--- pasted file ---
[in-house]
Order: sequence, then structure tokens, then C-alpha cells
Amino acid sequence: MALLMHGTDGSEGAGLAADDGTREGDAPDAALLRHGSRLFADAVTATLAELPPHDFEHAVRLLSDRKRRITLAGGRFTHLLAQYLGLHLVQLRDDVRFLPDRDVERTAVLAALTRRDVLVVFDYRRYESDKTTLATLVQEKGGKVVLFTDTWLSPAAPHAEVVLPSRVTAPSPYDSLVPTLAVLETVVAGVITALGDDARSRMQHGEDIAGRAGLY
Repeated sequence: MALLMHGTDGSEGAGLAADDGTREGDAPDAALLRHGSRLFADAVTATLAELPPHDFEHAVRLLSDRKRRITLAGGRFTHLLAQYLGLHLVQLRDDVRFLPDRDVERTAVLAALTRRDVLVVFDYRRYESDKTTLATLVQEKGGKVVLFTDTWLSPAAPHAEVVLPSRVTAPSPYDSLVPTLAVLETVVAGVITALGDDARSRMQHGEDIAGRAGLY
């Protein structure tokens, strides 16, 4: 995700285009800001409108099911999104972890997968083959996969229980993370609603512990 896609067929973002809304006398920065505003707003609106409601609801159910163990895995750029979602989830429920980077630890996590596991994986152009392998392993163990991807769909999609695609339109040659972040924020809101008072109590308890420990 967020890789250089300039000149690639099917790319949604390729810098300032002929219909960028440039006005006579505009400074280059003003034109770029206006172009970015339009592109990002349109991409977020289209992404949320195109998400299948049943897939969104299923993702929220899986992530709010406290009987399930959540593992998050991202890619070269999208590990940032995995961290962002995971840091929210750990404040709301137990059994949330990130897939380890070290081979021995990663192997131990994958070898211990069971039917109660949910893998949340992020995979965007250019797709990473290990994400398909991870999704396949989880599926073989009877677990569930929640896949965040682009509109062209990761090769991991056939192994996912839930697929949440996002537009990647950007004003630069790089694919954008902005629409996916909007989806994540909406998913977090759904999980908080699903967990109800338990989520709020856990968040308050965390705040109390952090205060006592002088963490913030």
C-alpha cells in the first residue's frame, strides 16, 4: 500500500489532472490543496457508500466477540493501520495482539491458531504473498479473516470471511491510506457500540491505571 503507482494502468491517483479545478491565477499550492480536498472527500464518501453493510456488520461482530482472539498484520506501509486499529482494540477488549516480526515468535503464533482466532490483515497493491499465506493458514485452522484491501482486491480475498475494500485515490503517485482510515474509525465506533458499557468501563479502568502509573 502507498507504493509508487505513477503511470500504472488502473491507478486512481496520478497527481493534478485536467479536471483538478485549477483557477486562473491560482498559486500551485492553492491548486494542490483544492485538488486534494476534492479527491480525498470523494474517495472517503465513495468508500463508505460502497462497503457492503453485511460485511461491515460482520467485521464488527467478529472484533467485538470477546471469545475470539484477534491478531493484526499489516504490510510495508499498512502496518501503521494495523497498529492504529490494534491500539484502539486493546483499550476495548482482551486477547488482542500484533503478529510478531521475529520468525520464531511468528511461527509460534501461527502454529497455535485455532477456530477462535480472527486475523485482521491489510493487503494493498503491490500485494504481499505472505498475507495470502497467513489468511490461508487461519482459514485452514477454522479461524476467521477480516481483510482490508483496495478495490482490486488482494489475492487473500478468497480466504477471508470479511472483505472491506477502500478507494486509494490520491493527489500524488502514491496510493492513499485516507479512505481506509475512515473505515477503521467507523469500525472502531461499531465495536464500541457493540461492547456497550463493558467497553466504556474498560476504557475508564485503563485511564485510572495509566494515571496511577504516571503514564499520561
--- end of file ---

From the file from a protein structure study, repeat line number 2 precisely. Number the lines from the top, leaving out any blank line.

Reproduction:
Order: sequence, then structure tokens, then C-alpha cells